Scott Chandler has an eye for design. As a marketing manager at Rolling Hills Casino, he’s always thinking of the best way to attract people to his employer.

Through his work at Rolling Hills, Scott has been part of Expect More Tehama since the beginning. “Being involved with Expect More, I started looking for ways to interact with students,” he says.

The perfect situation presented itself when he noticed a framed print of last year’s winning poster for the Corning Wine, Food and Art Festival while walking the hall at his office. It was a remarkable student effort and was indeed a winner. He wondered if a few lessons in the elements of effective design would help the high school students who enter the poster design contest develop even better work.

He called Corning High School and found teacher Christine Lee, who was delighted to weave Scott into the lesson plans of her design class. “With a simple phone call we started this process that ended up a huge wave of satisfaction for all of us,” he says.

Scott and Christine developed a schedule that allowed Scott to visit the classroom and teach from his experiences in the world of design and marketing.

He started with the basics. “They got a good look at what good and bad design really look like,” he said. “The goal of good design is to sell something– a service or a product or an idea. The goal is not art.”

With this in mind, he worked with Christine to guide the students through development of  2012 Corning Wine, Food and Art show posters. Making multiple return visits to the classroom, he offered critiques and small presentations to help the students relate to this real-world opportunity. When the projects were finalized, he taught students how to present them professionally for judging.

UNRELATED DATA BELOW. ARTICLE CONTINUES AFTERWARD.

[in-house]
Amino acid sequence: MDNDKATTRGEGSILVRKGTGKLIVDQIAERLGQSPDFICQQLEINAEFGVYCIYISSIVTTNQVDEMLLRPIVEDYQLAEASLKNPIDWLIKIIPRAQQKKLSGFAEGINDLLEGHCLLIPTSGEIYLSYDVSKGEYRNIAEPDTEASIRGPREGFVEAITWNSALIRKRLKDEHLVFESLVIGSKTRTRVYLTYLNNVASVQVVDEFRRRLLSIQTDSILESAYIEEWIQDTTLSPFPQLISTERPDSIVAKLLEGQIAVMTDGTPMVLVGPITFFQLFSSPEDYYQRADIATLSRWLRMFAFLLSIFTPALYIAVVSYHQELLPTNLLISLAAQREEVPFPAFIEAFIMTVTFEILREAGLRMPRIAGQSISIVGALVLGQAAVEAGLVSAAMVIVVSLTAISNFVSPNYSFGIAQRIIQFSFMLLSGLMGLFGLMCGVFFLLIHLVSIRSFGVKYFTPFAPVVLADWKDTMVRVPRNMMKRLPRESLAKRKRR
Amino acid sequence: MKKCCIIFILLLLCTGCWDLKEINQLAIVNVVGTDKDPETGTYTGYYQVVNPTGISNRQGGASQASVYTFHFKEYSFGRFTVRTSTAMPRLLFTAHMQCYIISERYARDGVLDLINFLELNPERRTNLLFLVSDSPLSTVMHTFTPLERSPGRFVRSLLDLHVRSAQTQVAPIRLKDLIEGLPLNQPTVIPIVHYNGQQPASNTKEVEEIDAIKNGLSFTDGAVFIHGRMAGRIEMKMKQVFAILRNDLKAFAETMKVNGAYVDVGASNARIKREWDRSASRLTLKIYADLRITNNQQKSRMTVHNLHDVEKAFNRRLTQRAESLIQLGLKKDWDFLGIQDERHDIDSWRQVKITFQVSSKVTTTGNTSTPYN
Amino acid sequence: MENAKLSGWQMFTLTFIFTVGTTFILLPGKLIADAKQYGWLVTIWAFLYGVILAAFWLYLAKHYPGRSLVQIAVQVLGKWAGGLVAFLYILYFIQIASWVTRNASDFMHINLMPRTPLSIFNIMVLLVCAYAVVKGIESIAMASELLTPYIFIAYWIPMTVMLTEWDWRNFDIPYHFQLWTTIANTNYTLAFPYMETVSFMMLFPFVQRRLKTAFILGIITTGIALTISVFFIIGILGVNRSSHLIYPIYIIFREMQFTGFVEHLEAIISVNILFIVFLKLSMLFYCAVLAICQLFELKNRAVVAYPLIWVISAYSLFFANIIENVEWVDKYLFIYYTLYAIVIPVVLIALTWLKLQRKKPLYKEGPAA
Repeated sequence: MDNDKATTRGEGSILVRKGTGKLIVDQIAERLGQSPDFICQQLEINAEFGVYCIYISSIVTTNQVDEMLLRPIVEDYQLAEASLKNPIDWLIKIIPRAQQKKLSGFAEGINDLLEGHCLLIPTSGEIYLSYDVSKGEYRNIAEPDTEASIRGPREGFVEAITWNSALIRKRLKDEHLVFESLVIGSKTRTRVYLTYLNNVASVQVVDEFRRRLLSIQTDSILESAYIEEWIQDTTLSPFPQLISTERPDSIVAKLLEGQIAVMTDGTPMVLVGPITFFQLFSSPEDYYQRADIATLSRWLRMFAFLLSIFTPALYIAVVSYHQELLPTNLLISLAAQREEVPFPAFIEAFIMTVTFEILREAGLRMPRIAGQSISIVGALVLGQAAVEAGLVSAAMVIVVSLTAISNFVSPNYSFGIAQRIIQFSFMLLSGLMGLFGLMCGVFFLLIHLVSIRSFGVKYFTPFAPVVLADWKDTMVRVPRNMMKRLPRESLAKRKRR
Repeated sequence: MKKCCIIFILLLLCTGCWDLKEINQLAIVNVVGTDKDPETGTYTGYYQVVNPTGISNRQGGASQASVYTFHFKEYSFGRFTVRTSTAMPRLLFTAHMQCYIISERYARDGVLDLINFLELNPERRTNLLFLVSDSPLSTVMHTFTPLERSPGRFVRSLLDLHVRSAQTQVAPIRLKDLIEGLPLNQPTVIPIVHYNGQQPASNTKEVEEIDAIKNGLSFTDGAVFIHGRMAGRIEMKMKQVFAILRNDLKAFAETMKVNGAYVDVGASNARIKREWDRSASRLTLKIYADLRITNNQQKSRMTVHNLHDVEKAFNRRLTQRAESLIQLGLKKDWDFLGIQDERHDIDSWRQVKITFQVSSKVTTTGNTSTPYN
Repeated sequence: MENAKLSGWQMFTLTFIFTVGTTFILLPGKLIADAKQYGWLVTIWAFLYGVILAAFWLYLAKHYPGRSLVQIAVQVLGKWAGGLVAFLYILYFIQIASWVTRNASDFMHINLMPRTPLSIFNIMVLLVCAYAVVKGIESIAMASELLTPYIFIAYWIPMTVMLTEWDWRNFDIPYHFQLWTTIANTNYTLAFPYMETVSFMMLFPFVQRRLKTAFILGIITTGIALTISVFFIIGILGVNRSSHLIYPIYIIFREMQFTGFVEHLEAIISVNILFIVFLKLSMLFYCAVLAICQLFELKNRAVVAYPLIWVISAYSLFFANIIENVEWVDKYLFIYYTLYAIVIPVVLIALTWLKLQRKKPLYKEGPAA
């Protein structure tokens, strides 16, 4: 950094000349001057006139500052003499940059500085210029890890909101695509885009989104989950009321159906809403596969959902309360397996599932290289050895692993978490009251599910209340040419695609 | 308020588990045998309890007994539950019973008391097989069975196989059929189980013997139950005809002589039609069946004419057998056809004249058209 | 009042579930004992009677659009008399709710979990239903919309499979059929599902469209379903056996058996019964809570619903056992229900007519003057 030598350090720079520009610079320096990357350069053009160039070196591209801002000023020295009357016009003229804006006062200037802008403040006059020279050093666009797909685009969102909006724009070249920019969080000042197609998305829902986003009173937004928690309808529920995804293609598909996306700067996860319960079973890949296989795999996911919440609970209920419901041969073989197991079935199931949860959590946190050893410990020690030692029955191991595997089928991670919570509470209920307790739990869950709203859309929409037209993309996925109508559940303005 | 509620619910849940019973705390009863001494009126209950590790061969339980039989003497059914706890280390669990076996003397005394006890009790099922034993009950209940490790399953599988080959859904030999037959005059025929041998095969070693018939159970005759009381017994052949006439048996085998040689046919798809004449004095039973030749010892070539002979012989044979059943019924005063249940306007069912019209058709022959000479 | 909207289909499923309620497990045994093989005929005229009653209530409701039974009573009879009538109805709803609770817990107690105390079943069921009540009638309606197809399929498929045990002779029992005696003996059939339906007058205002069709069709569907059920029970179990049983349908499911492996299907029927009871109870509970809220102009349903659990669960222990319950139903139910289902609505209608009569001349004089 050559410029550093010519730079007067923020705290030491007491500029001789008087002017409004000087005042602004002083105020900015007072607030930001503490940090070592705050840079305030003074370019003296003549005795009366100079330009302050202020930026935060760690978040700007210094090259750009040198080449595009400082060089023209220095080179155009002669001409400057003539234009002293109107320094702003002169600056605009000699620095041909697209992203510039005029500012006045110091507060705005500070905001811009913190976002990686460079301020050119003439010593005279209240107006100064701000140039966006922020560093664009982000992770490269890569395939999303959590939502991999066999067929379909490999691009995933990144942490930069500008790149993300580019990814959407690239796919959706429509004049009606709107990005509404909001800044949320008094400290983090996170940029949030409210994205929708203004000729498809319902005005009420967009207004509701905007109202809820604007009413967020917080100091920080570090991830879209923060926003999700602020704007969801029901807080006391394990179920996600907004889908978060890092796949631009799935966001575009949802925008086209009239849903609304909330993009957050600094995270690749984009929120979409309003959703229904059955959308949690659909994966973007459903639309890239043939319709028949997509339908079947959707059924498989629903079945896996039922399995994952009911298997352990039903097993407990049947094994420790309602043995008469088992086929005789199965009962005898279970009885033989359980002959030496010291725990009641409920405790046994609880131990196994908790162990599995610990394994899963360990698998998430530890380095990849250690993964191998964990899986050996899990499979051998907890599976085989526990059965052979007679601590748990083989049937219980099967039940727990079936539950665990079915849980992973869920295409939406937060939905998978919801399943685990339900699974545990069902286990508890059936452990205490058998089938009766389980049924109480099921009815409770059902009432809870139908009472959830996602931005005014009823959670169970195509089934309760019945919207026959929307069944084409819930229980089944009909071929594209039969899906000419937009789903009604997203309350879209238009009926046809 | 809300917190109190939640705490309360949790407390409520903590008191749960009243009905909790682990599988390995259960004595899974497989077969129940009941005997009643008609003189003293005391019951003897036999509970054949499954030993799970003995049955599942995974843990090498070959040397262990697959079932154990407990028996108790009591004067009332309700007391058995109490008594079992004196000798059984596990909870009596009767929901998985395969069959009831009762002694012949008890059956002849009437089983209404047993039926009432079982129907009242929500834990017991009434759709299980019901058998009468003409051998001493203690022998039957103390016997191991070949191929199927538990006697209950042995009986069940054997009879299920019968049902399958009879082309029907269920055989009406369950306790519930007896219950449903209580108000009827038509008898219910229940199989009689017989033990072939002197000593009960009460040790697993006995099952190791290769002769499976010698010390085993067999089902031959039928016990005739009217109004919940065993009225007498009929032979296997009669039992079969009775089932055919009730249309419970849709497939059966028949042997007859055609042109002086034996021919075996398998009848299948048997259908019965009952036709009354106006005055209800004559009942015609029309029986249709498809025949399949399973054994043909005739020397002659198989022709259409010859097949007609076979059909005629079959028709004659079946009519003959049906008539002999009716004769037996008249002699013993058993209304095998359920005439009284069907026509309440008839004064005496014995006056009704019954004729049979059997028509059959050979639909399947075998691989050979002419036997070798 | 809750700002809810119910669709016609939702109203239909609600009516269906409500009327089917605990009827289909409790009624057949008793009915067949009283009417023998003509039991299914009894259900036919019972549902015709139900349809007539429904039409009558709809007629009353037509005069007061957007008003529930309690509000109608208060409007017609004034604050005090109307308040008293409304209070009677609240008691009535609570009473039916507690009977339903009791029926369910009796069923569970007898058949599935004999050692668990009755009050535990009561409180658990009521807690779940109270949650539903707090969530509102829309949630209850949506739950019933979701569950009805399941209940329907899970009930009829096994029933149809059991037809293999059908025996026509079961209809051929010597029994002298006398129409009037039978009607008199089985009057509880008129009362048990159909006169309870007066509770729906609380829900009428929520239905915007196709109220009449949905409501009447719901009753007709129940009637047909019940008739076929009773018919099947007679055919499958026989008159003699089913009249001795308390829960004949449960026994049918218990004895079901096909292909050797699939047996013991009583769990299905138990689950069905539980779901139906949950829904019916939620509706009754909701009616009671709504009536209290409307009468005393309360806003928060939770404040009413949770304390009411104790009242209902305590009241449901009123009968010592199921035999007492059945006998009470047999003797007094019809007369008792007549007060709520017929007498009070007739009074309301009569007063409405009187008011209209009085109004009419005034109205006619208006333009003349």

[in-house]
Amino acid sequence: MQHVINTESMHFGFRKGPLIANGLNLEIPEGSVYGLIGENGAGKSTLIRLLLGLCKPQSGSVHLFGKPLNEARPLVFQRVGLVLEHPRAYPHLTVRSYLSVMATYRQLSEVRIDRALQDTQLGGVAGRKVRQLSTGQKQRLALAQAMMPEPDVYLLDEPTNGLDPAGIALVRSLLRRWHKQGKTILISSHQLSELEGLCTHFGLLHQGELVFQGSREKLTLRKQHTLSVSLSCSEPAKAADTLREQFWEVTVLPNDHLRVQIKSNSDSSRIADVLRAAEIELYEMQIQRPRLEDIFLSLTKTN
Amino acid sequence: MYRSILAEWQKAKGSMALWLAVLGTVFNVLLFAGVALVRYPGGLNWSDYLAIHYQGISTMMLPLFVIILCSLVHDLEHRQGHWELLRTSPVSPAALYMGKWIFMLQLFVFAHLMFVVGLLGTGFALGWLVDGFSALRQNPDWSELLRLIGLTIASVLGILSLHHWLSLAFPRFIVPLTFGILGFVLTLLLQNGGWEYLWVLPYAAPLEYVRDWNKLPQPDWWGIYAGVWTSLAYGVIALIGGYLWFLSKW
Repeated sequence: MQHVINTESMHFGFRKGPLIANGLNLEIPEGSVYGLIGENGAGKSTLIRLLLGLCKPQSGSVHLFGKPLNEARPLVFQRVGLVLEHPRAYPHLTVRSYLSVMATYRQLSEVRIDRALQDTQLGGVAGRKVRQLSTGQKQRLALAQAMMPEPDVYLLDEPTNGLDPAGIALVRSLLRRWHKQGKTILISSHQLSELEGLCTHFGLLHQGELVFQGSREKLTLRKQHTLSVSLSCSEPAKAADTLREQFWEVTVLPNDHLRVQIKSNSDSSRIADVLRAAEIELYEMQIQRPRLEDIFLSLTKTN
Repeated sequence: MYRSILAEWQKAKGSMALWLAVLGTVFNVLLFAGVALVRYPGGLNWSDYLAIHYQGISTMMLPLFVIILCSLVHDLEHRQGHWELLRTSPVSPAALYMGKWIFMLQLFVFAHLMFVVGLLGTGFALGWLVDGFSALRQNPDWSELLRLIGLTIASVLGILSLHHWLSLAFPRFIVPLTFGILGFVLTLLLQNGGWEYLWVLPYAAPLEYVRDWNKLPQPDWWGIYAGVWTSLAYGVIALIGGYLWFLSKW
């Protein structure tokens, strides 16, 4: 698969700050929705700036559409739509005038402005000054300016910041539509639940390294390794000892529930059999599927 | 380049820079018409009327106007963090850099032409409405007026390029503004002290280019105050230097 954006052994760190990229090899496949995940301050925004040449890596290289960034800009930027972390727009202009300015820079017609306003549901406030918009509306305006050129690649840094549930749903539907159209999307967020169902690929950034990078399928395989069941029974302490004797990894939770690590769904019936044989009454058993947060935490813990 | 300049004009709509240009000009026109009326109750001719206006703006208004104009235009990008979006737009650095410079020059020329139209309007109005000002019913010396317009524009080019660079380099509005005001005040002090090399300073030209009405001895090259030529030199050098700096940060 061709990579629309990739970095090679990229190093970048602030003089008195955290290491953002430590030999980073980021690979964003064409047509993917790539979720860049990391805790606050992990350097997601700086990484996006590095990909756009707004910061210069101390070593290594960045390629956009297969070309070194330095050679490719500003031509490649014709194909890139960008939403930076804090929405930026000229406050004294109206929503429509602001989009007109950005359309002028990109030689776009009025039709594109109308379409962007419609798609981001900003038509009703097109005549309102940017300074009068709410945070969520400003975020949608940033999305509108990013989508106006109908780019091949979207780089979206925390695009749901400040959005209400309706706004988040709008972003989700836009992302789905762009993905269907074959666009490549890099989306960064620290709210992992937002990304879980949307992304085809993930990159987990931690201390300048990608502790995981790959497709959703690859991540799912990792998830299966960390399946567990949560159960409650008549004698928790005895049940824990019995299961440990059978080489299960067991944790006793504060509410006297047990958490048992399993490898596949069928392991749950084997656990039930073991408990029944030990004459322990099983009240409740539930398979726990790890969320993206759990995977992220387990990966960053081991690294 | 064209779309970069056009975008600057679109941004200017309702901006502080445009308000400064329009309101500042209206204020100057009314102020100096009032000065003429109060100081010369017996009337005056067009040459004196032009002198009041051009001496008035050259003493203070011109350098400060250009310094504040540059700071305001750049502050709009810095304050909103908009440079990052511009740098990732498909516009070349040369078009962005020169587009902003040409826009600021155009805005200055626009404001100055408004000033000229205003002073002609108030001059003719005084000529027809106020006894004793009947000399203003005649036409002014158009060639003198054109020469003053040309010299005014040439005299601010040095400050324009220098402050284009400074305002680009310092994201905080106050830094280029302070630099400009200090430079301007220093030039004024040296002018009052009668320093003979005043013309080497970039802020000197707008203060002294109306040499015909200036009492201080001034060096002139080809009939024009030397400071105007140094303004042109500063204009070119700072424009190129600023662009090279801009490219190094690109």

The Corning Rotarians who sponsor the show and judged the entries were impressed by the quality of the student work. There was a tie for first place. The team effort of students Oscar Avila and Jorge Bobadilla was chosen as the ultimate winner. Their design will be reproduced and used on all marketing materials for the event.

“This whole thing started because of Expect More Tehama. I saw all these people doing things and I wanted to get involved. This particular project makes it personal for me,” says Scott.

While the 2012 poster project has come to an end, the collaboration with the classroom has not. Rolling Hills has purchased a year’s subscription to Communication Arts magazine, an industry standard, to keep the students updated on the field. Cooperation between Corning High and Rolling Hills is also helping the classroom upgrade their design software to Illustrator. Christine Lee plans to take design courses over the summer to refresh her own skills.

“I hope to expand my involvement,” says Scott. “I am so grateful to find something that applies my experience to the next generation.  It feels good.”

Expect More Tehama encourages more people to take Scott’s lead by finding meaningful ways to extend their personal experiences and passions to the educational experience of young people.